The Australian Football Federation (Football Australia) recently suffered a major data breach that exposed confidential information of both players and fans.
Football Australia left Amazon Web Services (AWS) keys publicly accessible online. This allowed access to over 100 data buckets containing sensitive documents like player contracts and passports as well as customer ticket purchase records.
Though the data exposure was likely due to human error rather than a cyberattack, the keys were accessible for over 681 days before being discovered. This raises concerns that external attackers may have already accessed and exfiltrated data.
Researchers estimate that personal information of every Australian soccer fan may have been compromised in the breach. The exposed data poses serious privacy risks and could be exploited for identity theft, fraud or extortion.
Breach Highlights Security Risks of Sports Organizations
The Football Australia breach highlights that sports bodies hold highly valuable and sensitive information on players, employees and fans. Regular security monitoring could have quickly detected the misconfigured AWS buckets, but the lengthy data exposure suggests inadequate practices to safeguard sensitive information.
Football Australia's Secret Key that led to the breach. (Source: smh.com.au)
This incident follows several other high-profile Australian data breaches last year, including at Optus, which exposed the information of over 10 million people. This epidemic of breaches has prompted the government to introduce harsher penalties for organizations that mishandle Australians' data.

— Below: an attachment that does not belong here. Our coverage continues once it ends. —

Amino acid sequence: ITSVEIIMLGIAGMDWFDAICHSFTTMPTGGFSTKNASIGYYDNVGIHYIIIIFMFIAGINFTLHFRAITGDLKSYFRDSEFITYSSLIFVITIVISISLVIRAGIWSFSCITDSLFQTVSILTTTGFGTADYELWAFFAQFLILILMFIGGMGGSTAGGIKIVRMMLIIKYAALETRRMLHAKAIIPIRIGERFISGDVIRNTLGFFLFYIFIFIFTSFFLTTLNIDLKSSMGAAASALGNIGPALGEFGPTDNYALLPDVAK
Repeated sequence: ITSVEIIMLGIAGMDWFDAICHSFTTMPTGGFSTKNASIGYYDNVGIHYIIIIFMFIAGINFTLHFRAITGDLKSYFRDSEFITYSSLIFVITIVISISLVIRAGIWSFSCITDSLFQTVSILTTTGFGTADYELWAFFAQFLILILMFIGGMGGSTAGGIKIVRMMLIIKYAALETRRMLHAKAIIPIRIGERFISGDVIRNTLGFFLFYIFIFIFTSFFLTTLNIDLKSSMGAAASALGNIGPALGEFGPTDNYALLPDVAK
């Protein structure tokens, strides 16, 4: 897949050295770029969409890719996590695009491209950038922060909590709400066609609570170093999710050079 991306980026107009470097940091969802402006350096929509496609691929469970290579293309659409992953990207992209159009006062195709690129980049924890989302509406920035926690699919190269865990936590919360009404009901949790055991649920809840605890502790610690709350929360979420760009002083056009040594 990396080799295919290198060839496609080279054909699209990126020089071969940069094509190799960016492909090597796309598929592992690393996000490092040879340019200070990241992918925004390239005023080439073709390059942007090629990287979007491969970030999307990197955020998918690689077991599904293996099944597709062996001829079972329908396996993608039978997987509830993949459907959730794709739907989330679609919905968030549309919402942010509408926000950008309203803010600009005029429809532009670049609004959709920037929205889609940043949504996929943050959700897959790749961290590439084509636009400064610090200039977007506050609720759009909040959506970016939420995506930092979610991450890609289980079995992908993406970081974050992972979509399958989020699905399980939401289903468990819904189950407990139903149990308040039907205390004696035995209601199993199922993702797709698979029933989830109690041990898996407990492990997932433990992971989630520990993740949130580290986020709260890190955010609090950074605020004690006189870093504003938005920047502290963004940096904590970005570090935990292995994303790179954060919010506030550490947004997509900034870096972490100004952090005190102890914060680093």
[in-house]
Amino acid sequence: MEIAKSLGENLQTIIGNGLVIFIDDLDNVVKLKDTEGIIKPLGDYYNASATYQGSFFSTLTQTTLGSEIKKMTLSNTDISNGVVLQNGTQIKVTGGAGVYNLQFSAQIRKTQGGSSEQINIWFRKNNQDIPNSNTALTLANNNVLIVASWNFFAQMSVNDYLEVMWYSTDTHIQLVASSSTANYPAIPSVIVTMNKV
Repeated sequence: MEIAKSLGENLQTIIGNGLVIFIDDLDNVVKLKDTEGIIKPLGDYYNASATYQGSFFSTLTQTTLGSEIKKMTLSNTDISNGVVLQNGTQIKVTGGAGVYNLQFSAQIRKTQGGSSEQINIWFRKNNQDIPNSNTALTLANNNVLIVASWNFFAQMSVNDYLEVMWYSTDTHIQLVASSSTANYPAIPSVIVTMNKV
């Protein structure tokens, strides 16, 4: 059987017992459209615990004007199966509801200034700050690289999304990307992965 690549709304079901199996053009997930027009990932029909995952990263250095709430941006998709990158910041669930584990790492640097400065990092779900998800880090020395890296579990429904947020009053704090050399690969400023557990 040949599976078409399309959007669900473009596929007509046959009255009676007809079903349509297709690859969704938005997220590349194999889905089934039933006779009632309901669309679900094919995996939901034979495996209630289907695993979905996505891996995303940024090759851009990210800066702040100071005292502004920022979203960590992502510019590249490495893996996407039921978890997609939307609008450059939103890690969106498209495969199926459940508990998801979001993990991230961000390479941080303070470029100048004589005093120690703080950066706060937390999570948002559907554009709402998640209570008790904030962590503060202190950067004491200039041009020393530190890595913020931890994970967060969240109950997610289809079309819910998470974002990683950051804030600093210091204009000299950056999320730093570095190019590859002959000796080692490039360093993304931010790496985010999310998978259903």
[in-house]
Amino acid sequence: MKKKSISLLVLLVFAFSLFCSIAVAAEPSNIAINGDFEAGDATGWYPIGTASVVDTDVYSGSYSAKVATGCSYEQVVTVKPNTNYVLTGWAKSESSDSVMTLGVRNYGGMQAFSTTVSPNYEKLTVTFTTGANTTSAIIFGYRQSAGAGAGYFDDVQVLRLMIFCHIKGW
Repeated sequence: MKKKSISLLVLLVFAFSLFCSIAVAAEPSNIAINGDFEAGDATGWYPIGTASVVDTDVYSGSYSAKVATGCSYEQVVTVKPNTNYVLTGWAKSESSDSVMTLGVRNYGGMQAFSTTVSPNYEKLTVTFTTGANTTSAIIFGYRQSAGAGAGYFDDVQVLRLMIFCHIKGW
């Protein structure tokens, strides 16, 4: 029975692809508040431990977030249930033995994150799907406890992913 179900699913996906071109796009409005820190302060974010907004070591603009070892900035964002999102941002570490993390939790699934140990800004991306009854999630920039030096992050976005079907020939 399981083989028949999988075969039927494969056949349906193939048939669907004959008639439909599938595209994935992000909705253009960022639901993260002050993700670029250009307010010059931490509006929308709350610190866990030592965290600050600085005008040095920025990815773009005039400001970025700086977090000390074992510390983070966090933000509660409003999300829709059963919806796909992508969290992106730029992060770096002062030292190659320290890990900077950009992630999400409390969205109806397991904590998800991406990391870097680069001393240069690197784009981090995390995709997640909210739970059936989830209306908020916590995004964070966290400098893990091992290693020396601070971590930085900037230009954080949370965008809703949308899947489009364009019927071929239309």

Football Australia says it is investigating the breach as a priority and will update stakeholders. Nevertheless, the event underscores the need for all companies holding personal data to rigorously assess and strengthen their cybersecurity controls.
The total number of people who have been affected by the breach is currently unknown, but Football Australia has said that it’s very likely every single customer or fan was affected by it.
What Should You Do If You Have Been Affected?
In case your data is a part of the breach, we highly recommend that you change your passwords and use multi-factor authentication on all your accounts. Avoid using the same password across multiple accounts.
If you receive any suspicious email asking for personal information, then it’s best to avoid replying to it as it could be trying to gain access to your accounts. Download an antivirus, such as TotalAV, so you’re protected from cyber attacks.
It may not be possible, however, to always protect yourself from such attacks, as shown by this Football Australia breach. Sometimes, data breaches occur due to human errors and in those cases, it can be difficult to protect your information.